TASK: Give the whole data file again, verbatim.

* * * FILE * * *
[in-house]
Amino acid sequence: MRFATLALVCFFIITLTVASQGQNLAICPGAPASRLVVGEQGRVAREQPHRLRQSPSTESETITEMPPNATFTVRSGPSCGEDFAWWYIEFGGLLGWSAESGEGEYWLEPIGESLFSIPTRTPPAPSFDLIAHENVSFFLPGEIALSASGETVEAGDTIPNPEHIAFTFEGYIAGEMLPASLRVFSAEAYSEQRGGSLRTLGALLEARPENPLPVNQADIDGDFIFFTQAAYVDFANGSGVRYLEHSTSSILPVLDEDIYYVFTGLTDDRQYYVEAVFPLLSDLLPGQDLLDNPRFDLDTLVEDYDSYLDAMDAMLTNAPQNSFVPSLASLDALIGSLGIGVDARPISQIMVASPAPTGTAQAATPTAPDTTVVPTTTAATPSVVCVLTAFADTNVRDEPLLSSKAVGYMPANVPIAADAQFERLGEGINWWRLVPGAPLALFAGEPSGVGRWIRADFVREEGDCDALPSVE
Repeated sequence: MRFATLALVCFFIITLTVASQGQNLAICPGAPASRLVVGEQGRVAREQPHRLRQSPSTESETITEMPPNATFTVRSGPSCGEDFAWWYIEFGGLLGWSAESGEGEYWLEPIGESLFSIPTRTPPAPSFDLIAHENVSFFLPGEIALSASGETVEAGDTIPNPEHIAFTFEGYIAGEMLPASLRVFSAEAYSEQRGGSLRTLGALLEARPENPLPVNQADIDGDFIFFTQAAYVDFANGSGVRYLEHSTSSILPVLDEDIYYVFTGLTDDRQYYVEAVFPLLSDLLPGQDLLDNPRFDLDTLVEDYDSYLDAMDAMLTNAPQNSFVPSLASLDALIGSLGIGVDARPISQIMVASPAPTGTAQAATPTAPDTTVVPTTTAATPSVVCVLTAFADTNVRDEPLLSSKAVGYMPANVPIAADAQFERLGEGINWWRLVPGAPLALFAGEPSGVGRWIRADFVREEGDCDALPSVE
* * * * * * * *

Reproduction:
[in-house]
Amino acid sequence: MRFATLALVCFFIITLTVASQGQNLAICPGAPASRLVVGEQGRVAREQPHRLRQSPSTESETITEMPPNATFTVRSGPSCGEDFAWWYIEFGGLLGWSAESGEGEYWLEPIGESLFSIPTRTPPAPSFDLIAHENVSFFLPGEIALSASGETVEAGDTIPNPEHIAFTFEGYIAGEMLPASLRVFSAEAYSEQRGGSLRTLGALLEARPENPLPVNQADIDGDFIFFTQAAYVDFANGSGVRYLEHSTSSILPVLDEDIYYVFTGLTDDRQYYVEAVFPLLSDLLPGQDLLDNPRFDLDTLVEDYDSYLDAMDAMLTNAPQNSFVPSLASLDALIGSLGIGVDARPISQIMVASPAPTGTAQAATPTAPDTTVVPTTTAATPSVVCVLTAFADTNVRDEPLLSSKAVGYMPANVPIAADAQFERLGEGINWWRLVPGAPLALFAGEPSGVGRWIRADFVREEGDCDALPSVE
Repeated sequence: MRFATLALVCFFIITLTVASQGQNLAICPGAPASRLVVGEQGRVAREQPHRLRQSPSTESETITEMPPNATFTVRSGPSCGEDFAWWYIEFGGLLGWSAESGEGEYWLEPIGESLFSIPTRTPPAPSFDLIAHENVSFFLPGEIALSASGETVEAGDTIPNPEHIAFTFEGYIAGEMLPASLRVFSAEAYSEQRGGSLRTLGALLEARPENPLPVNQADIDGDFIFFTQAAYVDFANGSGVRYLEHSTSSILPVLDEDIYYVFTGLTDDRQYYVEAVFPLLSDLLPGQDLLDNPRFDLDTLVEDYDSYLDAMDAMLTNAPQNSFVPSLASLDALIGSLGIGVDARPISQIMVASPAPTGTAQAATPTAPDTTVVPTTTAATPSVVCVLTAFADTNVRDEPLLSSKAVGYMPANVPIAADAQFERLGEGINWWRLVPGAPLALFAGEPSGVGRWIRADFVREEGDCDALPSVE